By Stephen A. Moses
The single biggest expense senior citizens face is long-term care. The risks and cost are huge: a 20 percent chance they’ll need five years or more, with costs of $181 per day for a nursing home in Georgia. Yet few Georgians worry or plan for long-term care. Only 3.5 percent of Georgians over age 40 own private insurance; the national average is 4.5 percent. Why don’t they?
The answer is surprising. Most frail or infirm elderly Georgians don’t pay for their own long-term care. In fact, expensive long-term care in Georgia is financed mostly by the state and federal government through Medicaid, a means-tested public assistance program. Georgia Medicaid spent a billion dollars on long-term care in 2011, most of it for nursing home care (76 percent) but a substantial portion (13 percent) for the more popular, waivered home care services. Medicaid recipients occupy 72 percent of the beds in Georgia’s nursing homes.
A reasonable assumption would be that long-term care’s high risk and cost must be wiping out the life savings of wide swaths of geriatric Georgians for so many of them to end up on Medicaid. To qualify for the program, people over age 65 are not supposed to retain more than $2,000 in assets nor more than $2,130 per month of income.
The way Medicaid eligibility actually works, however, is very different and results in most people qualifying for Medicaid-financed long-term care almost regardless of their income or assets. That’s the conclusion we reached in a study sponsored by the Georgia Public Policy Foundation and published recently in a report titled, “The Index of Long-Term Care Vulnerability: A Case Study in Georgia.” Read it here: https://secureservercdn.net/184.108.40.206/m01.813.myftpupload.com/ftp_files/IndexofLong-TermCareVulnerability.pdf.
This is what we found:
Georgians can circumvent Medicaid’s $2,130 per month income limit by setting up Qualified Income Trusts (QITs). County eligibility workers provide “templates” to help families set up QITs, which enable people with substantially higher incomes to qualify for Medicaid-financed long-term care.
Nor are assets a significant obstacle to qualifying for Medicaid. The $2,000 limit applies only to cash or assets easily convertible to cash. Medicaid recipients in Georgia may also retain up to $536,000 worth of home equity, plus one automobile, prepaid burial plans, personal belongings and home furnishings of unlimited value.
Income and asset eligibility rules are even more generous for married couples and Georgia Medicaid is more lenient in this area than federal rules require. The spouse in the community can draw on the institutionalized spouse’s income to bring monthly income up to $2,898. The non-institutionalized spouse may retain $115,920 of the couple’s joint assets. Federal rules limit the income to $2,184 (without a household to maintain) and set the minimum asset limit to only half the joint assets, not to exceed $115,920.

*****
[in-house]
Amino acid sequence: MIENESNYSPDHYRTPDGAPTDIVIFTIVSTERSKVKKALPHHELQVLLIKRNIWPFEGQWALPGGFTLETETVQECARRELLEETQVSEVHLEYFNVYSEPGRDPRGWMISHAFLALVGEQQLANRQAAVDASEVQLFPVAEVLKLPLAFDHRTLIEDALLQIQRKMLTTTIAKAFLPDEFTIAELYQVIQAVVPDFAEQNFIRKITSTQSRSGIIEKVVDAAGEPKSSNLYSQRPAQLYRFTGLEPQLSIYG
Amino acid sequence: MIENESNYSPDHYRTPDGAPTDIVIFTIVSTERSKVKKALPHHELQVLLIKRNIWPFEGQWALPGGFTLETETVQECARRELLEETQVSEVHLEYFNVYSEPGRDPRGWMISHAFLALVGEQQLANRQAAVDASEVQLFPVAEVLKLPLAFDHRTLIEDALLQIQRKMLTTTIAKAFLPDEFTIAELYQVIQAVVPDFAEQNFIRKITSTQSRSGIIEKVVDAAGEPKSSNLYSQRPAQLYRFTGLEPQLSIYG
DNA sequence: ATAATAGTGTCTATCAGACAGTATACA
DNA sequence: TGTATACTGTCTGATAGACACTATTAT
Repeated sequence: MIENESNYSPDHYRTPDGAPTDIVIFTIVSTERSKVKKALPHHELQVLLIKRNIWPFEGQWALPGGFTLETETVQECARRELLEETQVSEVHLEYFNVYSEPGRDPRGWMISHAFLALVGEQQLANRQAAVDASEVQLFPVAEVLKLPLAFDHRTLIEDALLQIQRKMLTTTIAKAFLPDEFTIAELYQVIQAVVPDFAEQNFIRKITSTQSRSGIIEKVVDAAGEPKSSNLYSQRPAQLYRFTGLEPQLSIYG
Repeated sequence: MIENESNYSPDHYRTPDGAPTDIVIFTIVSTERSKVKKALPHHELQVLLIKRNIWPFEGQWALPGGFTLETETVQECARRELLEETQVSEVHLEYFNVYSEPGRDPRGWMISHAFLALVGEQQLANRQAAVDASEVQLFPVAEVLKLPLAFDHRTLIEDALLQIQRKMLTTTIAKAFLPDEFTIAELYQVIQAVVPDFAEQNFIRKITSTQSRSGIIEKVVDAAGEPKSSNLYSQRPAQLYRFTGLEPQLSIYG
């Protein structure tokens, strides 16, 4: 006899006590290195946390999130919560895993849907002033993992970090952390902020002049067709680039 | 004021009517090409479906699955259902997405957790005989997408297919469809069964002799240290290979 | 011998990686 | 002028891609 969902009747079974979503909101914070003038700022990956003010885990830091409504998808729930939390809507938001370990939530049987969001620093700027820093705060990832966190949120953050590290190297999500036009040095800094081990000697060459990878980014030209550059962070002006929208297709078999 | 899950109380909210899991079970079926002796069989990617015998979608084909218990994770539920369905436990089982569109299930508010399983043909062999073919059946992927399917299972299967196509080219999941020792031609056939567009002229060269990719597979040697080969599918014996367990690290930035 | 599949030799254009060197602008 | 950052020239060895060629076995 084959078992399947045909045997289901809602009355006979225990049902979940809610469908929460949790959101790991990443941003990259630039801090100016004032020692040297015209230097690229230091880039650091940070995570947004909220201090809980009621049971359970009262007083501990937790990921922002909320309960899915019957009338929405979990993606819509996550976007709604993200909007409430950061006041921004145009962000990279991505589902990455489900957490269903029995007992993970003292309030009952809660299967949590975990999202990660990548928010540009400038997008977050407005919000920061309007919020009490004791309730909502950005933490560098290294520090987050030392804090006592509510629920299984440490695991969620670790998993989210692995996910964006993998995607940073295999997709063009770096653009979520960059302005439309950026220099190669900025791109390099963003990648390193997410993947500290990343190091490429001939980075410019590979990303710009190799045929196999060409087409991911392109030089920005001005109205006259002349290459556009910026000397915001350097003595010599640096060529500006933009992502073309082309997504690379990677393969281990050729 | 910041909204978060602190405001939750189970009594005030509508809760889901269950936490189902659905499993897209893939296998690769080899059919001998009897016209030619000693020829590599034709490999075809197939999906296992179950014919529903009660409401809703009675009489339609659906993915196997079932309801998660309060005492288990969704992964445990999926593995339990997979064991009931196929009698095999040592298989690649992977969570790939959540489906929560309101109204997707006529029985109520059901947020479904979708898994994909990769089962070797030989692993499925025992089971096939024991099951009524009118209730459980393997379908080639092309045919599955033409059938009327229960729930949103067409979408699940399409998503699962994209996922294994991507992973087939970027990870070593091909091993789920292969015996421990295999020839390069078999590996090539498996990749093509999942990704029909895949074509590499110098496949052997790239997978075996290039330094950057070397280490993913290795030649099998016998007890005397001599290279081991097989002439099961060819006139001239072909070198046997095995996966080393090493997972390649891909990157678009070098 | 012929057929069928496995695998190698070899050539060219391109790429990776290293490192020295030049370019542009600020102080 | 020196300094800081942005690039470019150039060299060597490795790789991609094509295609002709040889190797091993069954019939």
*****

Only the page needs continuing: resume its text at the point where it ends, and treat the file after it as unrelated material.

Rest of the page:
On top of these already easy and elastic eligibility rules, even wealthier Georgians qualify by retaining Medicaid planning attorneys to impoverish themselves (or more often, their parents) artificially. Common Medicaid planning techniques used in Georgia include asset transfers, promissory notes, annuities and purchase of exempt assets. For example, according to county eligibility workers, annuities worth hundreds of thousands of dollars are established in ways that prevent the state from capturing any of the money to offset Medicaid costs.
But isn’t this retained wealth recaptured from the estates of deceased Medicaid recipients? Georgia Medicaid finally implemented an estate recovery program a decade after the federal Omnibus Budget Reconciliation Act of 1993 made one mandatory. Georgia’s program is set up in such a way, however – exempting, for example, the first $25,000 of an estate – that it is unlikely to recover very much revenue.
The upshot is that Georgia Medicaid makes free or subsidized long-term care available to most citizens of the state. The consequences of this generous policy are that few Georgians plan for long-term care or purchase insurance for it and most expensive long-term care is paid for by Medicaid, a large and rapidly growing program that consumes more and more state and federal resources.
For the state – taxpayers – to provide publicly financed long-term care to their parents after the insurable event occurs and without effective estate recovery sends a terrible message to baby-boomer heirs. That 77 million-strong generation, edging slowly toward old age themselves, will overwhelm the current financing system in time.
Georgia should seek ways to return Medicaid to its original intent: a long-term care safety net for people in need. Without that, Medicaid will remain free inheritance insurance for relatively prosperous heirs, deflating their sense of urgency about long-term care risk and cost, and resulting in too many ending their lives on Medicaid for that program to survive.
Stephen Moses is president of the Center for Long-Term Care Reform (www.centerltc.com) and author of “The Index of Long-Term Care Vulnerability: A Case Study in Georgia.” The Georgia Public Policy Foundation is an independent think tank that proposes market-oriented approaches to public policy to improve the lives of Georgians. Nothing written here is to be construed as necessarily reflecting the views of the Foundation or as an attempt to aid or hinder the passage of any bill before the U.S. Congress or the Georgia Legislature.
© Georgia Public Policy Foundation (December 6, 2013). Permission to reprint in whole or in part is hereby granted, provided the author and his affiliations are cited.